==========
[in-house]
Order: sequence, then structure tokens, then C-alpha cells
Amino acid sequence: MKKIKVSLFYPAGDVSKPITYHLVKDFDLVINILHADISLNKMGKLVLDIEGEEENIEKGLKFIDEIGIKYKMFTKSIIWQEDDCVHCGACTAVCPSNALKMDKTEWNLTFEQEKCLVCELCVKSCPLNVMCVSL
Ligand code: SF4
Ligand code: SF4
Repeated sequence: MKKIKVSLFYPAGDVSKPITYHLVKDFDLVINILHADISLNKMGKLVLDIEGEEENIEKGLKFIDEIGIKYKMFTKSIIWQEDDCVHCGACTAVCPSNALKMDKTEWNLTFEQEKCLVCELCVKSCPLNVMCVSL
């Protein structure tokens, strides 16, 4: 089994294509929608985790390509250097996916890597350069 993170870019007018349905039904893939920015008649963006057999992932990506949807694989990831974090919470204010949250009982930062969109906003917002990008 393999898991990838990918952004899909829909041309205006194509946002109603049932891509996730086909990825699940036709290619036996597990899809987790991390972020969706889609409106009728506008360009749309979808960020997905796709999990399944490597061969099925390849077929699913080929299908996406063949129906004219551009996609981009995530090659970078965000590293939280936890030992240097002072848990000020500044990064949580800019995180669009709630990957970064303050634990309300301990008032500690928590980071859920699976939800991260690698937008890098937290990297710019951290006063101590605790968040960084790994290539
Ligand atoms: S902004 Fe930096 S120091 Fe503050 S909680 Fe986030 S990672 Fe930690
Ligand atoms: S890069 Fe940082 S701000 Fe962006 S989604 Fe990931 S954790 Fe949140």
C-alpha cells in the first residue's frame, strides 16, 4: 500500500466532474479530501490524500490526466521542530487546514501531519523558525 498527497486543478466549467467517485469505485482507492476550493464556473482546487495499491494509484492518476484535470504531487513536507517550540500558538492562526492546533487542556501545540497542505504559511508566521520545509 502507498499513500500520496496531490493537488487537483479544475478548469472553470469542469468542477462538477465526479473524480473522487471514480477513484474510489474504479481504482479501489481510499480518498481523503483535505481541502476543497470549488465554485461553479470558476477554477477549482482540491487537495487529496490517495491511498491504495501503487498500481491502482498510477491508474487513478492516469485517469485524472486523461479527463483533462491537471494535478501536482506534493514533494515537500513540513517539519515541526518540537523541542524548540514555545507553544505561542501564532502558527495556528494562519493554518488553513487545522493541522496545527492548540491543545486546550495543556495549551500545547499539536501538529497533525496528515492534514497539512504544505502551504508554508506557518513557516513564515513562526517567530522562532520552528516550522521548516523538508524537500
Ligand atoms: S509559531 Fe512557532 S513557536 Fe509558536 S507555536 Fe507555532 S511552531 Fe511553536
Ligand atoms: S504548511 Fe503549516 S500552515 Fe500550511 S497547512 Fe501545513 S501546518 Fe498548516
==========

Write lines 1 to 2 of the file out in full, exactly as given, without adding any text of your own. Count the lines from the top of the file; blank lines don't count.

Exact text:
[in-house]
Order: sequence, then structure tokens, then C-alpha cells